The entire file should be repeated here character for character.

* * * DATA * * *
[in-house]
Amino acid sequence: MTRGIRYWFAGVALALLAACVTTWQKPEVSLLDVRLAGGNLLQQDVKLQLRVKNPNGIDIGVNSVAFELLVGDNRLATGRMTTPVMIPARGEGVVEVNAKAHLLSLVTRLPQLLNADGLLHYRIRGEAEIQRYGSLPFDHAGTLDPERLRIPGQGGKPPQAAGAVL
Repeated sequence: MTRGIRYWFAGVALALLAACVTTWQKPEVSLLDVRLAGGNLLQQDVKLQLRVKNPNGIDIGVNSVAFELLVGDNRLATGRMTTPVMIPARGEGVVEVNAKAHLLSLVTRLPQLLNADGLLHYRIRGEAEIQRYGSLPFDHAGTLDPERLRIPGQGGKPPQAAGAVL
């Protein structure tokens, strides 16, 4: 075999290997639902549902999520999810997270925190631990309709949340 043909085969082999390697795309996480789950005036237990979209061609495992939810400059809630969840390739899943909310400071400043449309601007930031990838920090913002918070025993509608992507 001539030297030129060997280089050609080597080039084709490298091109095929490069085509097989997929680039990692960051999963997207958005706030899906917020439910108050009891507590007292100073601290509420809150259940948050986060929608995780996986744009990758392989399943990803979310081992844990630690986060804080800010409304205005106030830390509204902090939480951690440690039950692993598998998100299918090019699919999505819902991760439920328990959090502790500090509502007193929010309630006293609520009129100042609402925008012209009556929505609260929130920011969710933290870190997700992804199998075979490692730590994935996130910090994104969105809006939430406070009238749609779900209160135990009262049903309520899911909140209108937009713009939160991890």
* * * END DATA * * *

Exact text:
[in-house]
Amino acid sequence: MTRGIRYWFAGVALALLAACVTTWQKPEVSLLDVRLAGGNLLQQDVKLQLRVKNPNGIDIGVNSVAFELLVGDNRLATGRMTTPVMIPARGEGVVEVNAKAHLLSLVTRLPQLLNADGLLHYRIRGEAEIQRYGSLPFDHAGTLDPERLRIPGQGGKPPQAAGAVL
Repeated sequence: MTRGIRYWFAGVALALLAACVTTWQKPEVSLLDVRLAGGNLLQQDVKLQLRVKNPNGIDIGVNSVAFELLVGDNRLATGRMTTPVMIPARGEGVVEVNAKAHLLSLVTRLPQLLNADGLLHYRIRGEAEIQRYGSLPFDHAGTLDPERLRIPGQGGKPPQAAGAVL
């Protein structure tokens, strides 16, 4: 075999290997639902549902999520999810997270925190631990309709949340 043909085969082999390697795309996480789950005036237990979209061609495992939810400059809630969840390739899943909310400071400043449309601007930031990838920090913002918070025993509608992507 001539030297030129060997280089050609080597080039084709490298091109095929490069085509097989997929680039990692960051999963997207958005706030899906917020439910108050009891507590007292100073601290509420809150259940948050986060929608995780996986744009990758392989399943990803979310081992844990630690986060804080800010409304205005106030830390509204902090939480951690440690039950692993598998998100299918090019699919999505819902991760439920328990959090502790500090509502007193929010309630006293609520009129100042609402925008012209009556929505609260929130920011969710933290870190997700992804199998075979490692730590994935996130910090994104969105809006939430406070009238749609779900209160135990009262049903309520899911909140209108937009713009939160991890």